The caste factor is eerily strong in the states of Bihar, Jharkhand, Uttar Pradesh, Madhya Pradesh (even Punjab, it seems) etc. and virtually nonexistent in states such as West Bengal. That is why the BJP faltered in the assembly polls, having based its campaign on caste and religious lines.
Of course, there is a fourth, overarching influencer: Money. This has ruled the day in so many elections in the country, one may have lost count of them. The sale of suitcases have grown proportionately.
In the midst, ideology occupies a very small place in today’s politics in India.
The two sides
Hence, if one looks back at the Maharashtra fiasco, one can see two pictures. One picture, seen by politicians and political analysts, might show it as a victory of strategy and money power. The picture seen by the voters, however, will show a complete disregard for ethics, loyalty and ideology, as may have been publicised when the aspiring MLAs were seeking votes.
Balasaheb Thackeray probably understood this dichotomy and never did he himself move into active politics by contesting any election. Down the line, that Sena mentality has diluted. Maybe the pride has gone out of the window. However, this has not resonated well with the supporters of the Sena, called Sainiks.
“Any fortress can be stormed provided there is a way up for a donkey with a load of gold on its back.”
– Philip II of Macedon, Alexander’s father.
The BJP has wrested power again, in proxy, but the fact is how will the MLAs, who have defected, face their electorate again? This has been a repeated case across states, not only in the recent past and not only under this central regime, but also when the Congress was in power. In fact, if truth be told, the Congress did start this process of horse trading and it has only gained in strength.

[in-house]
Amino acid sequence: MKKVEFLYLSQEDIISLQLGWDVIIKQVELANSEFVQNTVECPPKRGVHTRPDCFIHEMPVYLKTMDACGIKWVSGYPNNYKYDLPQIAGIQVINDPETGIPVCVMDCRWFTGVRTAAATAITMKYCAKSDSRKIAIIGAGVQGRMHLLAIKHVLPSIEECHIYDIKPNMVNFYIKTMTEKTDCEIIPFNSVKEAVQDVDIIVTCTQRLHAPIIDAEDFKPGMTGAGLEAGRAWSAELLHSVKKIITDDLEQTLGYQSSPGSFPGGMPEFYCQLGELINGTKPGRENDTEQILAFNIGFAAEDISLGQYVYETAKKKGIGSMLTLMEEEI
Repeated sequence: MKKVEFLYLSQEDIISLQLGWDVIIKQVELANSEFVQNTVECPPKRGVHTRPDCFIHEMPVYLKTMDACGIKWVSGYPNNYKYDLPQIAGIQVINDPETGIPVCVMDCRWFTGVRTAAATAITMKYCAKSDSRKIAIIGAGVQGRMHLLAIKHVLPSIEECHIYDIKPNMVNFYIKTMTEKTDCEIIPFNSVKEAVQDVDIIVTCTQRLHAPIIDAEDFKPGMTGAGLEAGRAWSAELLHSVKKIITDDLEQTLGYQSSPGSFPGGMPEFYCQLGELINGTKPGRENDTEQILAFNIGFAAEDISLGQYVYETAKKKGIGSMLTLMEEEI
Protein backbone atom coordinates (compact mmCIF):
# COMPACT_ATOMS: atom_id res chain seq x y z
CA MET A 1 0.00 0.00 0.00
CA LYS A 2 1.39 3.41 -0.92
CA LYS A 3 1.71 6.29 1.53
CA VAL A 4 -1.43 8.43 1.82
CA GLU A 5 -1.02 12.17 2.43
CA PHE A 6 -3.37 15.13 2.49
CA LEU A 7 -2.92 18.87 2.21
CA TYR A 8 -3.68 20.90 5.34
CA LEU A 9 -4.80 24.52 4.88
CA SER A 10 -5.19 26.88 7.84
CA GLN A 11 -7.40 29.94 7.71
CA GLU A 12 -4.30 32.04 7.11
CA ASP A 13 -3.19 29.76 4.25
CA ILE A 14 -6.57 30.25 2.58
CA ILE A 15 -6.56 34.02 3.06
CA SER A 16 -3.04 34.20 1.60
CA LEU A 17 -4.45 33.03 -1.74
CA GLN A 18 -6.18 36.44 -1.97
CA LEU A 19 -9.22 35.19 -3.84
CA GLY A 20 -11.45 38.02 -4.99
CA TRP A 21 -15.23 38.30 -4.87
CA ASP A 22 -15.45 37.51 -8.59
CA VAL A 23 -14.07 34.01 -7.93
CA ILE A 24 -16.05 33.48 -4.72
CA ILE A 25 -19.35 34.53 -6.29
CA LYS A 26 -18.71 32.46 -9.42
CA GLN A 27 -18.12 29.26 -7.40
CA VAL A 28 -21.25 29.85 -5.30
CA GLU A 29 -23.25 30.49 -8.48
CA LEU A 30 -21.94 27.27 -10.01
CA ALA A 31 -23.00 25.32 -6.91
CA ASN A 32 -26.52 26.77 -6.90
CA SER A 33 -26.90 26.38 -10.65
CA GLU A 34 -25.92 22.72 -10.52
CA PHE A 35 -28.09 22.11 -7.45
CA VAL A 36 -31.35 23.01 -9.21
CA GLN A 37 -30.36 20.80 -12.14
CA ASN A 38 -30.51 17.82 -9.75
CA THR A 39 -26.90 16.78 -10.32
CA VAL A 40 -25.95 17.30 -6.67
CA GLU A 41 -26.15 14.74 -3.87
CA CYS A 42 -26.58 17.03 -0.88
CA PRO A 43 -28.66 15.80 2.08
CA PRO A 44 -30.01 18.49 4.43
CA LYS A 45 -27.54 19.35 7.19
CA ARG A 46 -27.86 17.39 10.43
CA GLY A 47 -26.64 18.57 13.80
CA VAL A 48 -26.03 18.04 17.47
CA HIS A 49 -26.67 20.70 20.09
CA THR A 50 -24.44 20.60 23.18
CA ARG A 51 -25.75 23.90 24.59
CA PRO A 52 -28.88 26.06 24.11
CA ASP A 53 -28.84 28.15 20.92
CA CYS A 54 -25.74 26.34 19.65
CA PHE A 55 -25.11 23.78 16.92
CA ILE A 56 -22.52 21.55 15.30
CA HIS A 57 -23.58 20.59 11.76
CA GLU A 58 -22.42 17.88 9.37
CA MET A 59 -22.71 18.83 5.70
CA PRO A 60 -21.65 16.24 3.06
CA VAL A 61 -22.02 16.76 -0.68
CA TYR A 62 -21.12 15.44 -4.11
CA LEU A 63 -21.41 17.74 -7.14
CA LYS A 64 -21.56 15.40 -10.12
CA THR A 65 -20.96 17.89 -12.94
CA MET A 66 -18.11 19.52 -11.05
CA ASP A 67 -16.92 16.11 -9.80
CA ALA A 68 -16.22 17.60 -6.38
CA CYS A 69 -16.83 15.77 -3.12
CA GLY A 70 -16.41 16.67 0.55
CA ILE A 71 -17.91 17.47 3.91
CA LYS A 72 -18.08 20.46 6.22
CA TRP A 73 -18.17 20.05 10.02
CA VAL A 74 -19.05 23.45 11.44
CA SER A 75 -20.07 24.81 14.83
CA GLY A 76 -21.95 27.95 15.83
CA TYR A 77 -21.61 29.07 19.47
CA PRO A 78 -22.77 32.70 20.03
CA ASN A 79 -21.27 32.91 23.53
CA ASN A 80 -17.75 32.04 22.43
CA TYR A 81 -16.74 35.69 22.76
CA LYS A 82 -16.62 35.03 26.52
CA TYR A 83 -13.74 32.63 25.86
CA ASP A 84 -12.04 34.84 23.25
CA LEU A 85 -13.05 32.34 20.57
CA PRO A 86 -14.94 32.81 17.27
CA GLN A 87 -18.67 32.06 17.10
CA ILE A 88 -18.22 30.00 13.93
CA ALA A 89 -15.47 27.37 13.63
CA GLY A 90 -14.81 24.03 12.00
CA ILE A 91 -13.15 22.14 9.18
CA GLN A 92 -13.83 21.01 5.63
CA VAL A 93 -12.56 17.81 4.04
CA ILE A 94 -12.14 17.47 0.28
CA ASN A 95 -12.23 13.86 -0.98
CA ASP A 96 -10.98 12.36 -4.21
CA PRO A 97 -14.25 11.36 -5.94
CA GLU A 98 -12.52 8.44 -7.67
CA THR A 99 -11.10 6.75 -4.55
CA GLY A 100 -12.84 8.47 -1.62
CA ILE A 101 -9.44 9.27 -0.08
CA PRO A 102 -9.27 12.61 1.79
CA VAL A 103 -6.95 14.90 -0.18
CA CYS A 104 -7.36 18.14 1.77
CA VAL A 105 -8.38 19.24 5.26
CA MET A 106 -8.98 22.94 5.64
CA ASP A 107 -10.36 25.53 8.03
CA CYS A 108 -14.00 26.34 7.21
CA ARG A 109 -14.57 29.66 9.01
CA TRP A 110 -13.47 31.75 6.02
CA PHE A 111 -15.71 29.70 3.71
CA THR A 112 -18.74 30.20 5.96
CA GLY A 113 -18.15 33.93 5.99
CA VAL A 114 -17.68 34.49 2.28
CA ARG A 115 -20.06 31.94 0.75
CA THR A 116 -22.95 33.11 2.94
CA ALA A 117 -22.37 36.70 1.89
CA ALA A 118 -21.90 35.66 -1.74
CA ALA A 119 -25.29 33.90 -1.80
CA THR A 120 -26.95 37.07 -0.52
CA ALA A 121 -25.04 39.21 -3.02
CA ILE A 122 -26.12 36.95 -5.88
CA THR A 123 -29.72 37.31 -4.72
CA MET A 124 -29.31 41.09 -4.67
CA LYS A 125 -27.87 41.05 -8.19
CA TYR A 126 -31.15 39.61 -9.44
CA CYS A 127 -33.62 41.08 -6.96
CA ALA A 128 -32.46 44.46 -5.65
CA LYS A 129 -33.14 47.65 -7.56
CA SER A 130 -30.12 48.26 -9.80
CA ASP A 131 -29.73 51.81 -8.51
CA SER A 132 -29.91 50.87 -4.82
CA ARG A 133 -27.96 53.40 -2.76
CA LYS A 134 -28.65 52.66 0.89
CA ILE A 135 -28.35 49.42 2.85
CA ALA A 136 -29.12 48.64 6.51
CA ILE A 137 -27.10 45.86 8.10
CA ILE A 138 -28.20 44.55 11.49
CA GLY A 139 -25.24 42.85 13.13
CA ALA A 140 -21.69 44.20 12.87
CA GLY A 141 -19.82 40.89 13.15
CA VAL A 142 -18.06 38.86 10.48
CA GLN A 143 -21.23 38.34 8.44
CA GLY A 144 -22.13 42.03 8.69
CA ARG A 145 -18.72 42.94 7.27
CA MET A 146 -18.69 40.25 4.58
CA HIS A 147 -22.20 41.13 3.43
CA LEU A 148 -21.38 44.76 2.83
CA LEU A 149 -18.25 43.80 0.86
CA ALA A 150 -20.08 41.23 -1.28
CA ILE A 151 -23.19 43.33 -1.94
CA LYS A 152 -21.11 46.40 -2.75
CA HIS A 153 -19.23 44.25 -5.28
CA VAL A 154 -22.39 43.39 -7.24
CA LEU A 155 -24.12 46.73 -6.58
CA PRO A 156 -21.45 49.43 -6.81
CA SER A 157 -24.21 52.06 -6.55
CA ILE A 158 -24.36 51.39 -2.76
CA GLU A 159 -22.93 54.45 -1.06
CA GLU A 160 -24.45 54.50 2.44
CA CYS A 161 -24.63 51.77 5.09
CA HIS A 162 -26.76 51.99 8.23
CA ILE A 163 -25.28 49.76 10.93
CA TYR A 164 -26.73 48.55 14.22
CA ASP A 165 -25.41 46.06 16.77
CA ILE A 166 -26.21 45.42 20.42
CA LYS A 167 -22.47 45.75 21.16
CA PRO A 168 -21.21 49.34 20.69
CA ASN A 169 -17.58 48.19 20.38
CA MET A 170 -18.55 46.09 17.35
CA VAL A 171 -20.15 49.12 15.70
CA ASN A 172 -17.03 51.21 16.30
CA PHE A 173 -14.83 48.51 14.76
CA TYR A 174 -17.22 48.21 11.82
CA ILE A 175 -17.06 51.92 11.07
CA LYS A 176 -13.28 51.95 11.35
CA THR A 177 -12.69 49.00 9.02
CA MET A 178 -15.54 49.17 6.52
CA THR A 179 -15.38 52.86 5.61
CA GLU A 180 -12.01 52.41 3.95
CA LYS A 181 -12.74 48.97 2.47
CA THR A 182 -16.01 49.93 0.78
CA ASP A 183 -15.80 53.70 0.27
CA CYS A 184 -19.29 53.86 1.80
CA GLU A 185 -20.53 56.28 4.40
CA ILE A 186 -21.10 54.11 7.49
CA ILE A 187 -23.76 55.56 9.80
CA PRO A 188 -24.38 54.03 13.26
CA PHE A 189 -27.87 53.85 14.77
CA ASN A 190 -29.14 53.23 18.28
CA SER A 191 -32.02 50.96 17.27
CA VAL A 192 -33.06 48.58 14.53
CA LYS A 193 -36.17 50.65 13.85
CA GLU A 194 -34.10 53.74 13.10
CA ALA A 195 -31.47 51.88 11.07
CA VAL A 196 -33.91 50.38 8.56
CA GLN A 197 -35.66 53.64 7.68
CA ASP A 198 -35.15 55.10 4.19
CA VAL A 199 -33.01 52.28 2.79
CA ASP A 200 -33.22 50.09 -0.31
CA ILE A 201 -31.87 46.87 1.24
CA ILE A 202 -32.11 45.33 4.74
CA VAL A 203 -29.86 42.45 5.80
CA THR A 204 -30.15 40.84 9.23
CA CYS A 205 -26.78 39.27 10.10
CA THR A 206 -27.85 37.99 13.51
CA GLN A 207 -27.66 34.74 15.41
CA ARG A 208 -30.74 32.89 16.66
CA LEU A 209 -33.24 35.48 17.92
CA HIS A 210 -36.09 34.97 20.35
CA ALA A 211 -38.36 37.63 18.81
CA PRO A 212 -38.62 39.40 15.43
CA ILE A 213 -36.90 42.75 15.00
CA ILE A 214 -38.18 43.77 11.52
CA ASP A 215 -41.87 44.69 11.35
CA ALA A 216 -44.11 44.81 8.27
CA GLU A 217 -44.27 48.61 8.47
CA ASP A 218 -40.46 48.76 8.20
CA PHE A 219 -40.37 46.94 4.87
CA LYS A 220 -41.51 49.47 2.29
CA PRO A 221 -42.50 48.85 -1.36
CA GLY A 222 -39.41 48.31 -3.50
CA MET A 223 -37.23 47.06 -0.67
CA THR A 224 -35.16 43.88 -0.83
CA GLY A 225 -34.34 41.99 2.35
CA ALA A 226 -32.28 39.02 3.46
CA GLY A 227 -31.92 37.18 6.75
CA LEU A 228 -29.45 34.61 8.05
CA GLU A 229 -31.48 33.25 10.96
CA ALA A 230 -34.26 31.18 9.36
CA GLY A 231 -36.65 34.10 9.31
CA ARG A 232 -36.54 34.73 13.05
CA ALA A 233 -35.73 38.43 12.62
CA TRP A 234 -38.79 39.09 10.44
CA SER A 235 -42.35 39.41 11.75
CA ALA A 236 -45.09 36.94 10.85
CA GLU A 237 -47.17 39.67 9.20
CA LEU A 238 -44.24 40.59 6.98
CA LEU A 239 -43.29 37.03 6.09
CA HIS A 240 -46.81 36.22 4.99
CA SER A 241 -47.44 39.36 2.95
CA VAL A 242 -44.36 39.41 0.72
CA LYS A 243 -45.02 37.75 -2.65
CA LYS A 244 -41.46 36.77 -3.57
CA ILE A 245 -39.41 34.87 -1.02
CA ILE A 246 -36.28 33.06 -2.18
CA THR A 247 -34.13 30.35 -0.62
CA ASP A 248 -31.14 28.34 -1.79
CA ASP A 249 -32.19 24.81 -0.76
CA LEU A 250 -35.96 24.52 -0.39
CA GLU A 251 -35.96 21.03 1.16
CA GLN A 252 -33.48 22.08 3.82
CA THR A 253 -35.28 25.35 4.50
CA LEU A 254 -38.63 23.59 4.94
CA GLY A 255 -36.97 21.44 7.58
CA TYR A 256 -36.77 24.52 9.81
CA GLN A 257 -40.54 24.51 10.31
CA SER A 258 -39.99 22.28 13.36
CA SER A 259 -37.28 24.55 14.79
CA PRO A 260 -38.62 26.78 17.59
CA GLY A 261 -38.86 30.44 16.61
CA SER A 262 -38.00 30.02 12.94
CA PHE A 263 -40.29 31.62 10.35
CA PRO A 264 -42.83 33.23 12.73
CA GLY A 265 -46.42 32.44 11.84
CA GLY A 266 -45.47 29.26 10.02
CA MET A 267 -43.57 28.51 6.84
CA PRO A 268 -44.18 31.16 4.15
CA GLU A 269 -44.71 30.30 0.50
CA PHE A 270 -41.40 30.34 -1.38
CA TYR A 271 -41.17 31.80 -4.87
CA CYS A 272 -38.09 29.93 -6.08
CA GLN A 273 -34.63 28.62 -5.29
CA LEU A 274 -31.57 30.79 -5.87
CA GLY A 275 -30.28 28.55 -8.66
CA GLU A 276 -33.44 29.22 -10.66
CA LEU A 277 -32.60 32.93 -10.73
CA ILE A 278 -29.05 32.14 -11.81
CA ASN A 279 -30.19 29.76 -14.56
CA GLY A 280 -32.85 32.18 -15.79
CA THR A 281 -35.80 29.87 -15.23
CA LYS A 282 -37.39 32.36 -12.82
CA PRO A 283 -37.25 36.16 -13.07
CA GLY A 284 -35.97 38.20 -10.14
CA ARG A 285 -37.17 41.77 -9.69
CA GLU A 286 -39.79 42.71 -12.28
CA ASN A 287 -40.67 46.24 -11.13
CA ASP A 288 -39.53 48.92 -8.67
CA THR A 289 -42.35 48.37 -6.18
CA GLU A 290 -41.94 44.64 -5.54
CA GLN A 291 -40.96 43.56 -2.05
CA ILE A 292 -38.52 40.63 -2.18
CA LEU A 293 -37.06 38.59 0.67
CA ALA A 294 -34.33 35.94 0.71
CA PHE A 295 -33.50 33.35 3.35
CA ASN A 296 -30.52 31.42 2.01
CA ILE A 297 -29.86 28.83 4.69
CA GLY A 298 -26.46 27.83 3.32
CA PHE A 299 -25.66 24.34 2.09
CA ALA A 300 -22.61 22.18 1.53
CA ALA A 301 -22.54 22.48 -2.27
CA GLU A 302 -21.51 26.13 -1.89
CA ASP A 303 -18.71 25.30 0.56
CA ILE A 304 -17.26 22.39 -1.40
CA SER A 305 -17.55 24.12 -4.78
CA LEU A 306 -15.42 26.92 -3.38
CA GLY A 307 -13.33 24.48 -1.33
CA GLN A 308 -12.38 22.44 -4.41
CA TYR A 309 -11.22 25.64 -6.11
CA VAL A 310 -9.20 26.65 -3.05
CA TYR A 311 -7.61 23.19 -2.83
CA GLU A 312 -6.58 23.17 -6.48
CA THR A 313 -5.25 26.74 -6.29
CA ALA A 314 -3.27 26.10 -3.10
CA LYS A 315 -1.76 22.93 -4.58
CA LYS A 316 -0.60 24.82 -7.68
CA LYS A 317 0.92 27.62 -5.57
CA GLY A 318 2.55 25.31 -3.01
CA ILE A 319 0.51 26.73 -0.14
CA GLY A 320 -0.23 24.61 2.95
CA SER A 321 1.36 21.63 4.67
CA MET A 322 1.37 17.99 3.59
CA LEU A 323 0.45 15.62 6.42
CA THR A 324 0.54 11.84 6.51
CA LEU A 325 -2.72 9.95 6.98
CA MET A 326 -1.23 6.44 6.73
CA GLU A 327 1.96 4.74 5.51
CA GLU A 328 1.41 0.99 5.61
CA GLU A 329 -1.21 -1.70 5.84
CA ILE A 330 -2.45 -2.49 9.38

In the long run, does it exemplify the very nature and essence of a democracy? Is there any point in asking for a mandate from the general public and then, when the time is right and the votes are in the pocket, those elected behave in a completely different manner? It has been a saviour that Indians, by nature, are meek, even if crude.
There has never been a self-feeding, popular uprising in India – even the independence struggle was a result of egging on by some activists. Even if we consider the 1957 Sepoy Mutiny (Revolt), it started not with any political ideology, but with a religious sentiment at heart.
Over and above, the education level – and this has nothing to do with the literacy level – has remained pathetic. The economic situation in the country has not improved and the poor still understand the language of the rajas and the ranis better than of political aspirants. So political aspirants dress themselves as rajas and ranis, and talk religion, the two languages the people bow to.
Democracy is a complete failure in the world’s largest democracy. That is a truism, and the Maharashtra fiasco brought this to light yet again.